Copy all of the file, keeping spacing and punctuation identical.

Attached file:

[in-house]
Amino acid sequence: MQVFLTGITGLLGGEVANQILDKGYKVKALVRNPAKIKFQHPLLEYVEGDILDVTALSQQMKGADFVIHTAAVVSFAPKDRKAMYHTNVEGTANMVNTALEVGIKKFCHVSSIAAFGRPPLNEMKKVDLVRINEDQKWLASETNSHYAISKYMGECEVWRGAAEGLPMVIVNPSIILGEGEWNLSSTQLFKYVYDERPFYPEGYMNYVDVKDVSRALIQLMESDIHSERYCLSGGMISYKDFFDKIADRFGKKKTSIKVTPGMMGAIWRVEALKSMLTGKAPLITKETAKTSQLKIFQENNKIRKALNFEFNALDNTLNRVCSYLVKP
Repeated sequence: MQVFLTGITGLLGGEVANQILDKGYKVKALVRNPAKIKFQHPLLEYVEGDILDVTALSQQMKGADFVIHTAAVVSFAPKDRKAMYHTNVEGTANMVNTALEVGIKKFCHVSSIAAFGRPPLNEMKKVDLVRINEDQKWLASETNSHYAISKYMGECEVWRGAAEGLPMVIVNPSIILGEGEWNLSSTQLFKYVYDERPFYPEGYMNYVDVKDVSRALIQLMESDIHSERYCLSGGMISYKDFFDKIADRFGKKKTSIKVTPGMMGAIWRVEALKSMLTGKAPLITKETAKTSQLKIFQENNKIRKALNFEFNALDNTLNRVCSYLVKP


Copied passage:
[in-house]
Amino acid sequence: MQVFLTGITGLLGGEVANQILDKGYKVKALVRNPAKIKFQHPLLEYVEGDILDVTALSQQMKGADFVIHTAAVVSFAPKDRKAMYHTNVEGTANMVNTALEVGIKKFCHVSSIAAFGRPPLNEMKKVDLVRINEDQKWLASETNSHYAISKYMGECEVWRGAAEGLPMVIVNPSIILGEGEWNLSSTQLFKYVYDERPFYPEGYMNYVDVKDVSRALIQLMESDIHSERYCLSGGMISYKDFFDKIADRFGKKKTSIKVTPGMMGAIWRVEALKSMLTGKAPLITKETAKTSQLKIFQENNKIRKALNFEFNALDNTLNRVCSYLVKP
Repeated sequence: MQVFLTGITGLLGGEVANQILDKGYKVKALVRNPAKIKFQHPLLEYVEGDILDVTALSQQMKGADFVIHTAAVVSFAPKDRKAMYHTNVEGTANMVNTALEVGIKKFCHVSSIAAFGRPPLNEMKKVDLVRINEDQKWLASETNSHYAISKYMGECEVWRGAAEGLPMVIVNPSIILGEGEWNLSSTQLFKYVYDERPFYPEGYMNYVDVKDVSRALIQLMESDIHSERYCLSGGMISYKDFFDKIADRFGKKKTSIKVTPGMMGAIWRVEALKSMLTGKAPLITKETAKTSQLKIFQENNKIRKALNFEFNALDNTLNRVCSYLVKP